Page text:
A few years ago I came up with what I thought was a brilliant and original idea. Well, at least an original idea. Establish a congressional clerkship program, in which recent law school graduates could work for a year providing legal research and advice to Congress. It would be something of a cross between a judicial clerkship and the DOJ Honors Program, and the basic idea would be to give the clerks the same type of experience from a congressional perspective. Congress would get the benefit of top quality legal talent and, equally importantly, would have the opportunity to educate these new lawyers on congressional legal issues that are often overlooked in law schools.
It turns out that a lot of people were way ahead of me. In 2005, 145 Law School Deans, led by Stanford Dean Larry Kramer, had sent a letter to Congress urging the creation of a congressional clerkship program (the letter may be read at the Congressional Clerkship Initiative website). The Deans wrote: “Following the judicial clerkship model, we would propose that a Congressional Clerk serve for one or two years, either for an individual legislator or for a legislative committee, and be comparably compensated.” They predict that “legislative clerks could and would rapidly learn the ropes and become invaluable assistants on tasks ranging from research to crafting positions and writing speeches to the actual drafting of legislation and legislative reports.”
The Deans point out that judicial clerks are top law school graduates and “go on disproportionately to assume leadership positions in the bar and in the profession.” The fact that many such leaders have had judicial clerkship experience, but no comparable degree of congressional experience, explains “in part why the legal profession in this country tends to emphasize litigation and the judiciary over legislation and the lawmaking process.” A robust congressional clerkship program “would do much to improve understanding and appreciation of the legislative process within the legal profession and, through the profession, in the country as a whole.”
Professor Dakota Rudesill, who teaches at Georgetown Law School and serves as Interim Director of its Federal Legislation and Administrative Clinic, has elaborated on the latter point with research that shows the comparative lack of legislative experience among leaders in the legal profession. In this 2008 article, for example, he found that only 14 percent of federal appellate judges and 5 percent of top law professors have had prior legislative experience; more than five times as many had executive branch experience. In this 2010 article, he analyzed the backgrounds of the “Lawdragon 500” (a ranking of top lawyers throughout the country) and found an even bigger gap; less than 4 percent had legislative experience, compared to nearly 7 times as many with executive experience.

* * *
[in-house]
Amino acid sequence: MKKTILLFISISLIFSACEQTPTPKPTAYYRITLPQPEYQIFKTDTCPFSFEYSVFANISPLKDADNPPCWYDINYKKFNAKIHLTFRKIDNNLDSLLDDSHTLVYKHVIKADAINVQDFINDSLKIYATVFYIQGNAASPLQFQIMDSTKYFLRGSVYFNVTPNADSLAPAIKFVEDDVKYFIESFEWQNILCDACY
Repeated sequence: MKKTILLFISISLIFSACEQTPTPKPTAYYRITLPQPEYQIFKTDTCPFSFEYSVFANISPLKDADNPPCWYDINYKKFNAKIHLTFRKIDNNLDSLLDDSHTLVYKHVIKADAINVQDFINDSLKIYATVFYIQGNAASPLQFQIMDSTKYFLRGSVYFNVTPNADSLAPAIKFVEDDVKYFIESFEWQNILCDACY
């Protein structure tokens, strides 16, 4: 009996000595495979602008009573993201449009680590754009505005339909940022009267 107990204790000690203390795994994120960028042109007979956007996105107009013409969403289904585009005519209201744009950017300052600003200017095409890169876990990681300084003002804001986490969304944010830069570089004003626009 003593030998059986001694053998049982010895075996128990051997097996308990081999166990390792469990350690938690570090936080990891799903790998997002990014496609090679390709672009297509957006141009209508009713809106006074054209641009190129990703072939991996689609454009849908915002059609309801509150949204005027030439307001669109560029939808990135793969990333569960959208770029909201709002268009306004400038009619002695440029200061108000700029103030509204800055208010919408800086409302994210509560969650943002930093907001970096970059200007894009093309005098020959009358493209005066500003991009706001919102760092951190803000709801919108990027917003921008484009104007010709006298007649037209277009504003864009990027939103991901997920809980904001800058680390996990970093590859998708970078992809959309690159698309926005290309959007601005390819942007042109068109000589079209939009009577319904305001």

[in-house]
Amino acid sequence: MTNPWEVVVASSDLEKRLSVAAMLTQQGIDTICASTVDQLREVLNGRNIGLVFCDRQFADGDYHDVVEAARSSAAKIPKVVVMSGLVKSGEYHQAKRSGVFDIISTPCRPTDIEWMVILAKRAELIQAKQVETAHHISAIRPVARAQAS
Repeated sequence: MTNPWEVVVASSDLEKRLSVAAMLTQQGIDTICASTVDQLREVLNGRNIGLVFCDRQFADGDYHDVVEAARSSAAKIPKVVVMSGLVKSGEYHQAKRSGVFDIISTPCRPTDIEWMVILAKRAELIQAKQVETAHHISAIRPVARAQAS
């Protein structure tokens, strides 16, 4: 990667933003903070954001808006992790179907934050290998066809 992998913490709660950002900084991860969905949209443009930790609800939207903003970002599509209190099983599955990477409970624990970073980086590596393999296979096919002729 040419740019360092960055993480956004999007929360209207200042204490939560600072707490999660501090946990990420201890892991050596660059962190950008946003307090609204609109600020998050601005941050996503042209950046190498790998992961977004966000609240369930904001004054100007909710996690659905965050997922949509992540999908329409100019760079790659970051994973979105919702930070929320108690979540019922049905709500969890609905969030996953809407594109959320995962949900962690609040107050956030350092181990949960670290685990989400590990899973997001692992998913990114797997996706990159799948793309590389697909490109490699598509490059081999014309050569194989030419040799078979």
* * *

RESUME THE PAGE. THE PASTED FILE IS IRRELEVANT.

Rudesill also notes that this lack of legislative experience is compounded by a lack of instruction in the subject in law schools, which, he observes “focus their curricula on judge-made case law, and only a few of which require a course in legislation.”
This may be changing. It is worth noting that Harvard Law School, for example, now offers a course on “Legislation and Regulation” as part of the 1L curriculum. The course is taught based on a new casebook by Professors John F. Manning and Matthew C. Stephenson, entitled (what else?) “Legislation and Regulation.” If you don’t plan to read the casebook, you might want to check out this review, which observes that “many law students are surprisingly unfamiliar with the basics of the federal legislative process” in part because law schools traditionally provide little instruction on it. The Manning/Stephenson casebook, which the reviewer describes (and largely praises) in some detail, has “become an immediate hit in American law schools.”
A congressional clerkship program would encourage and bolster this trend by giving law students and law schools a greater incentive to learn about the legislative process. In this regard, it would also make sense for Congress to encourage law student internships with congressional committees and other offices, something that occasionally, but very unsystematically, happens.
In short, a congressional clerkship program would have direct and indirect benefits to Congress. Members who complain that their constitutional prerogatives are routinely ignored or given short shrift by the executive and judicial branches should consider this as a means of lighting a candle, rather than merely cursing the darkness.
A bill to establish a pilot congressional clerkship program passed the House by voice vote in the 110th Congress and by a vote of 381-42 in the 111th Congress. Each time it failed to clear the Senate (according to Professor Rudesill, it was hotlined in the 110th Congress and was blocked in the Senate by a single Senator). The legislation, H.R. 1374, entitled the “Daniel Webster Congressional Clerkship of 2011,” has been re-introduced by Representatives Dan Lungren (now chair of the House Administration Committee) and Zoe Loefgren (the immediate past chair of the House Ethics Committee). There appears to be no Senate companion bill as of yet.
Of course, in these days of fiscal austerity, there will need to be some offset for the modest (less than $1 million per year) cost. I am thinking that the Department of Justice would be happy to contribute to leveling the playing field among the branches.